chestnut blight


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Related to chestnut blight: Dutch elm disease

chestnut blight

n.
A disease of chestnut trees caused by a fungus (Cryphonectria parasitica) that is especially destructive to the American chestnut, characterized by cankers that kill the branches and trunk.

chest′nut blight`



n.
a disease of chestnut trees caused by a fungus, Endothia parasitica, characterized by bark lesions that eventually girdle the trunk and kill the tree.
[1905–10, Amer.]
ThesaurusAntonymsRelated WordsSynonymsLegend:
Noun1.chestnut blight - a disease of American chestnut trees
blight - any plant disease resulting in withering without rotting
References in periodicals archive ?
But indiscriminate logging and the introduction of chestnut blight destroyed almost all of these trees.
Chestnut blight ravaged the American chestnut throughout the early 20th century, according to the American Chestnut Foundation.
Sweet chestnut blight is a fungus which infects and kills chestnut trees which was accidentally introduced from Asia.
Sweet chestnut blight is a fungus which infects and kills chestnut trees and was accidentally introduced from Asia.
The classic example of a nightmarish result is the chestnut blight, a fungal disease from Asia that arrived in the early 20th century and proceeded to erase the American chestnut tree as the dominant hardwood species of the Eastern deciduous forest.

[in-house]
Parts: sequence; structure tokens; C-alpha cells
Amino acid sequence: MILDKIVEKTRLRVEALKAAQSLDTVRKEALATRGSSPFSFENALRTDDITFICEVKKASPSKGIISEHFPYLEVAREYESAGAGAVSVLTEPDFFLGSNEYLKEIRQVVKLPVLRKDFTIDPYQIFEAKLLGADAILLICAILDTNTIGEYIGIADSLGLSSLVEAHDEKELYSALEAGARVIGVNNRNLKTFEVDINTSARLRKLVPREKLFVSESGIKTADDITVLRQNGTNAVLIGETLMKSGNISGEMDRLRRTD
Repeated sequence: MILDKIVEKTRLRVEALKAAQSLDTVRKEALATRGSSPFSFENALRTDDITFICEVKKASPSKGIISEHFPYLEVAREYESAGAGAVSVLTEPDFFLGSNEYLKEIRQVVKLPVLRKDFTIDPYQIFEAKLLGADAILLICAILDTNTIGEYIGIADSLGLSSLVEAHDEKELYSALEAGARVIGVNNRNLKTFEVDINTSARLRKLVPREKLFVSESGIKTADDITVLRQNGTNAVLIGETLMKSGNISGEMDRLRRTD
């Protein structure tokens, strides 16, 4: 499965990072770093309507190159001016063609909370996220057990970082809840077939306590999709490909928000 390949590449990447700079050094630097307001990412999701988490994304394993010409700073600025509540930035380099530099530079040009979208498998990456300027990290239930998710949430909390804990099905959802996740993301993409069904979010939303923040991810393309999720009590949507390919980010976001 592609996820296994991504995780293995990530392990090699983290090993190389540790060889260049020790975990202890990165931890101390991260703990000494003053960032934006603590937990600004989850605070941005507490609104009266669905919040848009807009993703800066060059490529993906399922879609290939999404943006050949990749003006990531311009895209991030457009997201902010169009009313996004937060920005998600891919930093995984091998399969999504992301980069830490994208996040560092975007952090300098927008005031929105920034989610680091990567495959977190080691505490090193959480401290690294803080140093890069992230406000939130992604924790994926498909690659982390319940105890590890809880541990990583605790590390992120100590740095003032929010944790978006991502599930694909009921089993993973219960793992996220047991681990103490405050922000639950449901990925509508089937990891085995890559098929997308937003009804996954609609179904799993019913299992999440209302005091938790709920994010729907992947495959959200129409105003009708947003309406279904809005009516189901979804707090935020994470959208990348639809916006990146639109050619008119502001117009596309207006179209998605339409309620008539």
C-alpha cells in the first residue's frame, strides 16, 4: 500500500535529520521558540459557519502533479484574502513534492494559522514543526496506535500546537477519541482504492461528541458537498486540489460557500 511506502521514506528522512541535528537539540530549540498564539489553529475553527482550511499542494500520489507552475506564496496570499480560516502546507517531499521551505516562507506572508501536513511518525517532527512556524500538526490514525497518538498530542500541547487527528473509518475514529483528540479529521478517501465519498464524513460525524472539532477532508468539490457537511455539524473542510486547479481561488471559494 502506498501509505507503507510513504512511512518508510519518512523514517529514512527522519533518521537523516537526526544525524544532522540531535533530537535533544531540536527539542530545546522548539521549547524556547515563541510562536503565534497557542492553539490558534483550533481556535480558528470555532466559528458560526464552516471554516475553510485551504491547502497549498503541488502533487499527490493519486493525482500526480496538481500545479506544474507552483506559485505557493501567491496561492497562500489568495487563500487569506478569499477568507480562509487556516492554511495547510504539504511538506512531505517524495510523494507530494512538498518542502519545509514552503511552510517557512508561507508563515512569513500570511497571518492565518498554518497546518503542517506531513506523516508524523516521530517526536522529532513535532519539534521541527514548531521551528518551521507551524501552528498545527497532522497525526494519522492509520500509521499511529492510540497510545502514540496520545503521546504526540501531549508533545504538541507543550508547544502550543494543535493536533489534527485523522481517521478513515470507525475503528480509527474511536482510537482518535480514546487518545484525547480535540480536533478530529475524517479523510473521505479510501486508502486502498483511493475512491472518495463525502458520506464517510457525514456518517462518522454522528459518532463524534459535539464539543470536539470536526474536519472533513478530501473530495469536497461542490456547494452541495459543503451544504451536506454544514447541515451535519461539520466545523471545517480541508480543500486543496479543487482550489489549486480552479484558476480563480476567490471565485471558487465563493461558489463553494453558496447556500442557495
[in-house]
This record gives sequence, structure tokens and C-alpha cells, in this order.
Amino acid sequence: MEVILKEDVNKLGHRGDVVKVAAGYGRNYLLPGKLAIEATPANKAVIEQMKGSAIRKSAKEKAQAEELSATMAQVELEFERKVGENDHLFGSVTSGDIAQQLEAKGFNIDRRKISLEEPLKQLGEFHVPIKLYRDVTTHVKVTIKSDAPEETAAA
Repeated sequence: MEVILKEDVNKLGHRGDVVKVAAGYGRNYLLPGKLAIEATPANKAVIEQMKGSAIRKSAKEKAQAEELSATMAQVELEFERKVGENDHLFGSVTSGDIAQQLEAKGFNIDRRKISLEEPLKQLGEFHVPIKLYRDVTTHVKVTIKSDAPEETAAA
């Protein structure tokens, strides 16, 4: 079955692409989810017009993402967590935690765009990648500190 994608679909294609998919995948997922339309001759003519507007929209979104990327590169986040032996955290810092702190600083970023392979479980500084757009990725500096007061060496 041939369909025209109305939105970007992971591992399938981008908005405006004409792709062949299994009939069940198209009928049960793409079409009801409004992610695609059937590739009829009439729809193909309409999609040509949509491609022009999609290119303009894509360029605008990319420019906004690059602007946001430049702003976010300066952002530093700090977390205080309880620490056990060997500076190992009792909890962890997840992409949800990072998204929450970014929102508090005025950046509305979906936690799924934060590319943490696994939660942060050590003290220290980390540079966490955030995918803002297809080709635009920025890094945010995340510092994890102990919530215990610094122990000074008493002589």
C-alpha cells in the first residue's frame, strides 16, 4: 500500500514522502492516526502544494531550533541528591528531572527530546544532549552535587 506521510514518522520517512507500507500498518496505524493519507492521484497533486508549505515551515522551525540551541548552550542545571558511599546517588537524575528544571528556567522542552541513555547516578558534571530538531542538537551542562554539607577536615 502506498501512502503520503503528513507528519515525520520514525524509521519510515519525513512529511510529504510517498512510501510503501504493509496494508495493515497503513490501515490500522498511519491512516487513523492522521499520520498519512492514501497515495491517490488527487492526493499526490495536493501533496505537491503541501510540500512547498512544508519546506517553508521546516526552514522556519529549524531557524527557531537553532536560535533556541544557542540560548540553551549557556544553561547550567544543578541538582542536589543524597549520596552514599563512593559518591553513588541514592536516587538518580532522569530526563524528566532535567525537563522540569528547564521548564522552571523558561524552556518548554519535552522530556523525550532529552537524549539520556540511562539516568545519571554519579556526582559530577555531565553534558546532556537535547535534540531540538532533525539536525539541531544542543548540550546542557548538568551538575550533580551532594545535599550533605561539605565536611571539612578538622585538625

To compare presence of flowering trees and chestnut blight cankered trees by seedling type and ECM morphological categories, a Pearson's Chi-Square ([X.sup.2]) was used.
Heterokaryon formation and parasexual recombination between vegetatively incompatible lineages in a population of the chestnut blight fungus, Cryphonectria parasitica.
Chestnut blight fungus (Cryphonectria parasitica) was first identified in Brooklyn, NY in 1904.
foresters from the American Chestnut Foundation to plant seedlings they hope will be the first in more than a century to withstand an invasive fungus known as the chestnut blight.
Chinesechestnut has been introduced into many countries due to itsbest adaptability for good cold hardiness and adequate tolerance to chestnut blight (Bounous and Marinoni 2005).
Once a common sight, reigning over 200 million acres of eastern woodlands from Maine to Florida, the American chestnut tree disappeared from this area during the first half of the 20th century because of a lethal fungus infestation known as the chestnut blight. A late-flowering, reliable, and productive tree, unaffected by seasonal frosts, the American chestnut tree had been an essential component of the entire Eastern ecosystem and was the single most important food source for a wide variety of wildlife from bears to birds.